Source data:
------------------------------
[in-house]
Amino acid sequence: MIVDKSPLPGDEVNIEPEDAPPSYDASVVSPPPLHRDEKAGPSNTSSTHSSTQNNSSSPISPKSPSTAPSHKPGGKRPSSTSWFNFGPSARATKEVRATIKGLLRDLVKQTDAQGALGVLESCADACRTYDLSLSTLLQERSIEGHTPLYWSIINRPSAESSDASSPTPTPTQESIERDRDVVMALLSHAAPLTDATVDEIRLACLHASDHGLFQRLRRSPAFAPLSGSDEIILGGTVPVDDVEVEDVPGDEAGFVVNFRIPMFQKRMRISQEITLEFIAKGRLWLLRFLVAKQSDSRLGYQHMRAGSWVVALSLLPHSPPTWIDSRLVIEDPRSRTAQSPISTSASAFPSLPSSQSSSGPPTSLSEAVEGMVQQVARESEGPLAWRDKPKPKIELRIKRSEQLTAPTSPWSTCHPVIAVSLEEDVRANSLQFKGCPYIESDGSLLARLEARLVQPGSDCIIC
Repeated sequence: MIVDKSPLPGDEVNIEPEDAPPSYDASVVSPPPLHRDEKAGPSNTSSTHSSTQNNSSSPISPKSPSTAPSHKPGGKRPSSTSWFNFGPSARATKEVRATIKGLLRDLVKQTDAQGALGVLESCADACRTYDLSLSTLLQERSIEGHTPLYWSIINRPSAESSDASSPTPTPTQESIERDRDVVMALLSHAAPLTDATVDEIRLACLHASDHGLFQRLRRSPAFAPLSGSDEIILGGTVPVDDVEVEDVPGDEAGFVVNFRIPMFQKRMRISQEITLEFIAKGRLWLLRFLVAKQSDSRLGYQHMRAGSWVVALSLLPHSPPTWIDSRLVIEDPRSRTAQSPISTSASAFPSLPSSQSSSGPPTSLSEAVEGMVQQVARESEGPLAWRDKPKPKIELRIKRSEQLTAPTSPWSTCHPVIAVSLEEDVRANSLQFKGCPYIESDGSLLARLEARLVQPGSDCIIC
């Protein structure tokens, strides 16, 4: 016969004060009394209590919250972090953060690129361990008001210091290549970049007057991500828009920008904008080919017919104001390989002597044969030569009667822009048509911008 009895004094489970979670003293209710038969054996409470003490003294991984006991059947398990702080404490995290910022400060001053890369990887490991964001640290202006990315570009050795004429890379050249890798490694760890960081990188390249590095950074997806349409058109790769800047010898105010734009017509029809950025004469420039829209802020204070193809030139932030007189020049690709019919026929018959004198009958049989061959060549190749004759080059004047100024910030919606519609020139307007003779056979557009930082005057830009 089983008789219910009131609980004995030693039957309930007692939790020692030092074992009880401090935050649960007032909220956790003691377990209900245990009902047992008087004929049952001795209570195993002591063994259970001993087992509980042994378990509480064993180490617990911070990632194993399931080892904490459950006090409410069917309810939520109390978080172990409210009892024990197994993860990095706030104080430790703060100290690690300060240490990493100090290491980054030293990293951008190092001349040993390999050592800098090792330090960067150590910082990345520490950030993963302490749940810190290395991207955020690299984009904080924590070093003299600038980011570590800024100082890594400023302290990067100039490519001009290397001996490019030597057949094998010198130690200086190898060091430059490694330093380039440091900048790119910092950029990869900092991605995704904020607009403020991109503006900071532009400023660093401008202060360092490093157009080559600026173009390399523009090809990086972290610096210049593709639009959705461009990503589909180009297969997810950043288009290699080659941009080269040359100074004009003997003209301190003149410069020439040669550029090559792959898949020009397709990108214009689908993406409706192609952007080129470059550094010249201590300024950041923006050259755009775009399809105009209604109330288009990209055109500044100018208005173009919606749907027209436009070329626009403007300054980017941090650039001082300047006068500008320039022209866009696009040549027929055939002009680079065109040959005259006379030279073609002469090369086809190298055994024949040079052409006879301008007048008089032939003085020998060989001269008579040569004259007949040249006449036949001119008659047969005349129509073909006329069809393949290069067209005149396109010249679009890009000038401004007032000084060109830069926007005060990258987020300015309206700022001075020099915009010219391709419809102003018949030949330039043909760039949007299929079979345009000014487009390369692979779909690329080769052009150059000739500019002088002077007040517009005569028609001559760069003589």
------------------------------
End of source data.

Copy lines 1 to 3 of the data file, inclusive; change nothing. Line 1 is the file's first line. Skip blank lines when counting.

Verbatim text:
[in-house]
Amino acid sequence: MIVDKSPLPGDEVNIEPEDAPPSYDASVVSPPPLHRDEKAGPSNTSSTHSSTQNNSSSPISPKSPSTAPSHKPGGKRPSSTSWFNFGPSARATKEVRATIKGLLRDLVKQTDAQGALGVLESCADACRTYDLSLSTLLQERSIEGHTPLYWSIINRPSAESSDASSPTPTPTQESIERDRDVVMALLSHAAPLTDATVDEIRLACLHASDHGLFQRLRRSPAFAPLSGSDEIILGGTVPVDDVEVEDVPGDEAGFVVNFRIPMFQKRMRISQEITLEFIAKGRLWLLRFLVAKQSDSRLGYQHMRAGSWVVALSLLPHSPPTWIDSRLVIEDPRSRTAQSPISTSASAFPSLPSSQSSSGPPTSLSEAVEGMVQQVARESEGPLAWRDKPKPKIELRIKRSEQLTAPTSPWSTCHPVIAVSLEEDVRANSLQFKGCPYIESDGSLLARLEARLVQPGSDCIIC
Repeated sequence: MIVDKSPLPGDEVNIEPEDAPPSYDASVVSPPPLHRDEKAGPSNTSSTHSSTQNNSSSPISPKSPSTAPSHKPGGKRPSSTSWFNFGPSARATKEVRATIKGLLRDLVKQTDAQGALGVLESCADACRTYDLSLSTLLQERSIEGHTPLYWSIINRPSAESSDASSPTPTPTQESIERDRDVVMALLSHAAPLTDATVDEIRLACLHASDHGLFQRLRRSPAFAPLSGSDEIILGGTVPVDDVEVEDVPGDEAGFVVNFRIPMFQKRMRISQEITLEFIAKGRLWLLRFLVAKQSDSRLGYQHMRAGSWVVALSLLPHSPPTWIDSRLVIEDPRSRTAQSPISTSASAFPSLPSSQSSSGPPTSLSEAVEGMVQQVARESEGPLAWRDKPKPKIELRIKRSEQLTAPTSPWSTCHPVIAVSLEEDVRANSLQFKGCPYIESDGSLLARLEARLVQPGSDCIIC